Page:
Ashley (left) and Luke in cheffy mode at Airoma
LUKE Hanson flashes me a wide grin. “We’re just two big kids messing about. We enjoy having a laugh.”
By ‘we’ he means himself and best mate Ashley Bagshaw, soon to re-open Silversmiths as head chef, who run pop-up restaurant Airoma, named after a dish that has not yet been set before the public palate, in the Loft Bar at Kelham Island, Sheffield.
It’s their third outing and Luke, from the British Oak, Mosborough has e-mailed offering me a free ticket for favour of review, and a discount for whoever tags along. I bring a mate, ex-pub landlord, Masterchef contestant (floored by a fish) and food blogger Craig Harris, so the lads were getting two bloggers for the price of almost one.
When we get over the shock of being charged £8 for a pint and a half of Kelham Island’s Easy Rider (the brewery is bang next door so those beer miles which upped the price must have been via Newcastle) we settle at one of three tables. There are 30 guests.
Tickets are £45 so I joke that we could have done Joro for lunch at that price. What we are about to get turns out to be thoroughly entertaining.
It’s a sort of tasting menu in a series of small plates, some more serious than others, featuring world classics. We begin close to home with Bacon Butty, a teeny-weeny yeasty white loaf with a brown sauce butter and crunchy little bits of salty bacon, the sort of thing you might get as an amuse in a posh restaurant.
Crocket or croquette – it tasted great
We move on (when the beer runs out we stick to water) to what is to my mind the night’s star dish. Instead of a menu there’s a screen and flashed up is “Bubble & Tweet: roast chicken dinner crocket, crispy cabbage.”
For crocket read croquette, chefs never could spell. I love it. Encased within the breadcrumbed exterior is a complete mini meal: roast chicken, vegetables and stuffing, all precisely flavoured. It sits on the now fashionable crispy cabbage and, carefully balanced on the croquette, is a wafer-thin crispy shard of chicken skin, which everybody knows is the best thing about a Sunday roast.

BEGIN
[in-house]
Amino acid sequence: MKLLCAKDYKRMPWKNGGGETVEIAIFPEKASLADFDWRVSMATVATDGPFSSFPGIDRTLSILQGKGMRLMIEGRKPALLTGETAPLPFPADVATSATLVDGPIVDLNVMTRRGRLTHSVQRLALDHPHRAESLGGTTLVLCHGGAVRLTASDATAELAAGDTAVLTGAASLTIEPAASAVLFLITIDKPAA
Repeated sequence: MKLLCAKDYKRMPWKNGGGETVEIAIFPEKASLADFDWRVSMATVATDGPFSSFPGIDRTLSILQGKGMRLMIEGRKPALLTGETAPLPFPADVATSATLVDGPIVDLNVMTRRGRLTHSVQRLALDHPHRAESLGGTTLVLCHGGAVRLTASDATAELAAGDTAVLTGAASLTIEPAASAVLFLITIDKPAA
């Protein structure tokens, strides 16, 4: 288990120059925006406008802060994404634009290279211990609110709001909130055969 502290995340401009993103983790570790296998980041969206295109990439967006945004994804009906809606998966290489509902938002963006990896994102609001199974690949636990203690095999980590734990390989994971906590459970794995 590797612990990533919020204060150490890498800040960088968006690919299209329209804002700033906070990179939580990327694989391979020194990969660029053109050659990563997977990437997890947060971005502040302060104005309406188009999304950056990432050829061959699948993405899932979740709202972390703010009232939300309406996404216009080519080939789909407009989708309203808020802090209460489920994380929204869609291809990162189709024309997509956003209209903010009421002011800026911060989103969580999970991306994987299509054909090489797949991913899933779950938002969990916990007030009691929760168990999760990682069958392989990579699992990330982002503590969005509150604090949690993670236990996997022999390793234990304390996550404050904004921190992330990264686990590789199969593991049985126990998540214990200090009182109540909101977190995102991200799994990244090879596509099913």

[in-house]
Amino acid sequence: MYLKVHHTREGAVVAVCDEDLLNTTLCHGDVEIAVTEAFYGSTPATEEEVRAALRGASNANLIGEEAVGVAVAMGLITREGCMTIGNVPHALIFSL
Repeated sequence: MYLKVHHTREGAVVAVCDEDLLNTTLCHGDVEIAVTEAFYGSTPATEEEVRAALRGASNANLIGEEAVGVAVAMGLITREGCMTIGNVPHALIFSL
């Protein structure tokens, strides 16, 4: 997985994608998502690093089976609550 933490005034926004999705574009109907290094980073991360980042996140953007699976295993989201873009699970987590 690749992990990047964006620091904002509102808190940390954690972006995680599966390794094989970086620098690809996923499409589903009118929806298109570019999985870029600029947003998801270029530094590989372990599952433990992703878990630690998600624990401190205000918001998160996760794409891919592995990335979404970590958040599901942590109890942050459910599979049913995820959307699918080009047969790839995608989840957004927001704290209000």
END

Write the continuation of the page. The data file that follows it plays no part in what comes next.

Not sure how they did the skin (was it dehydrated first?) but it was impressive.
Next we go all oriental with hot and sour flavours from a langoustine gyoza (Japanese dumpling) coupled with a Thai marshmallow, except that something’s missing. I stop a passing waitress and report I am a gyoza-free zone. It turns out that several other diners are in the same boat.
It’s quickly remedied and yes, there was langoustine, but the dish was hot, hot, hot, the marshmallow only providing light relief. Craig detected Szechuan pepper, and then some more.
“It tasted well when we made it but the flavours kept on giving,” said Luke later.
My tastebuds soon got some comfort from what looked like a Fab ice lolly from the Sixties, complete with sprinkles. This was the girly rival to the boys’ Zoom, linked to the Fireball XL5 and Thunderbirds series. I never knew Lady Penelope put gin in her lollies. Great fun.
Beef shin, corned beef, crisps
During a break I ask why they are doing this. Do they have their own place in mind? Not if Ashley’s going curtain-up on Silversmiths Mark 3 (or is it 4?).
Turns out they feel mildly constrained by working to order, worrying about meeting profit margins and getting the knock-back from owners on ideas they like. There are times all chefs will feel like gastronomic Pythons and say ‘Now for something completely different.’
“With this, we can do whatever we want and, hopefully, build up a bit of a reputation,” Luke says.
The lads have spent time working together, chiefly at the Rising Sun, Fulwood, and Chequers at Froggatt Edge, and developing the pop-up took about two years. Hardest part was finding the venue and Airoma was the first ‘do’ at this new function room.
Did Lady Penelope have gin in hers?
Next up was the dish which came closest to the croquette for me, a roundel of oh-so-soft and melting beef contrasting with some home made corned beef. “We used beef cheek for the corned beef and the shin was braised for nine hours in black treacle,” said Ashley, a chef who is all curls and tattoos.
The dish had what I thought was a second outing for the brown sauce seen in the opening dish, in the form of a jel, but it turned out to be greatly reduced Henderson’s Relish. That brown sauce was actually good old HP!
There were a couple of home made potato crisps as garnish, so good they can always go into business making them if restaurants pall.
There was more, notably a very well-judged piece of parkin and some fun bourbon biscuits with a parmesan shortbread.
So if I had paid the full whack, was it worth it? Certainly. Not everything worked completely but enough for me. I reckon you can always tell when a kitchen is having fun. Some dishes may never be seen again, others will be ideas still in the making.
Just like that airoma which, I gather, was to be a take on Aero. Hasn’t made it yet but it did spawn a pop-up.
*Luke and Ashley will next be messing about and having a laugh with Airoma at the Loft Bar on November 28. Book on https://www.eventbrite.co.uk/e/airomaonce-upon-a-time-tickets-75578576557?aff=ebdssbdestsearch
*You can read what Craig thought of it here
Luke (left) and Ashley